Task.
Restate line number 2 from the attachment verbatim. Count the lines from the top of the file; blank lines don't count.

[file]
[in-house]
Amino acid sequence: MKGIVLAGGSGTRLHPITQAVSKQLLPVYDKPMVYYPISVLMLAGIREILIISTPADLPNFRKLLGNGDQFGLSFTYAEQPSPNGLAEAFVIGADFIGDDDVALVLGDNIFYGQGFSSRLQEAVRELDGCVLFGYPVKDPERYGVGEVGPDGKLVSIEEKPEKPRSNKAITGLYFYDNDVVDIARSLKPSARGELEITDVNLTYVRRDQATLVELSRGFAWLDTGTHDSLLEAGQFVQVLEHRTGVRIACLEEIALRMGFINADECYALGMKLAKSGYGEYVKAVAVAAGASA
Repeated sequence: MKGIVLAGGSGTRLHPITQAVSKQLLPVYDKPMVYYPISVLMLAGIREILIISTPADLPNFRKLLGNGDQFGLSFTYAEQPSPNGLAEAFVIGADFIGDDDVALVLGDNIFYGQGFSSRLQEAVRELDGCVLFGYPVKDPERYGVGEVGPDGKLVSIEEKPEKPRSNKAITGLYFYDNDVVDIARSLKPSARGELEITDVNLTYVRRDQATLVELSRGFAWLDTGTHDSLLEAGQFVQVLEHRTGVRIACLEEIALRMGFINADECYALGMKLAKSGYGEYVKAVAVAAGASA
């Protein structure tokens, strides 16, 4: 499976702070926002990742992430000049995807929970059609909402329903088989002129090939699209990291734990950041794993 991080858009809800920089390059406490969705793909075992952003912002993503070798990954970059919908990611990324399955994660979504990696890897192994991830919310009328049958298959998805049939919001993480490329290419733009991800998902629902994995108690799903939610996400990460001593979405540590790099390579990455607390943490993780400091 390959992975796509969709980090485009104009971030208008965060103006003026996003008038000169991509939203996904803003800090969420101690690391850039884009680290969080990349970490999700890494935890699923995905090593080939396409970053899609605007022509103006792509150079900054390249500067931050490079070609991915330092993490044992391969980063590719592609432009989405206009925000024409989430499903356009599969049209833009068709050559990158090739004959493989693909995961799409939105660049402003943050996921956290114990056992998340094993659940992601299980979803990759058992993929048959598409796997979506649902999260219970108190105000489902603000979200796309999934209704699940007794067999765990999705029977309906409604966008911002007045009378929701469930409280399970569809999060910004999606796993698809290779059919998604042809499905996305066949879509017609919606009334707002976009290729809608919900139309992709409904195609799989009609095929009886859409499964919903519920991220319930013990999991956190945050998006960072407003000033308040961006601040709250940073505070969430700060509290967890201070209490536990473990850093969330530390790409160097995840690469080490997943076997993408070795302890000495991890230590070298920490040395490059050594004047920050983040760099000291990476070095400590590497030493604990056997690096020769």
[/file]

Amino acid sequence: MKGIVLAGGSGTRLHPITQAVSKQLLPVYDKPMVYYPISVLMLAGIREILIISTPADLPNFRKLLGNGDQFGLSFTYAEQPSPNGLAEAFVIGADFIGDDDVALVLGDNIFYGQGFSSRLQEAVRELDGCVLFGYPVKDPERYGVGEVGPDGKLVSIEEKPEKPRSNKAITGLYFYDNDVVDIARSLKPSARGELEITDVNLTYVRRDQATLVELSRGFAWLDTGTHDSLLEAGQFVQVLEHRTGVRIACLEEIALRMGFINADECYALGMKLAKSGYGEYVKAVAVAAGASA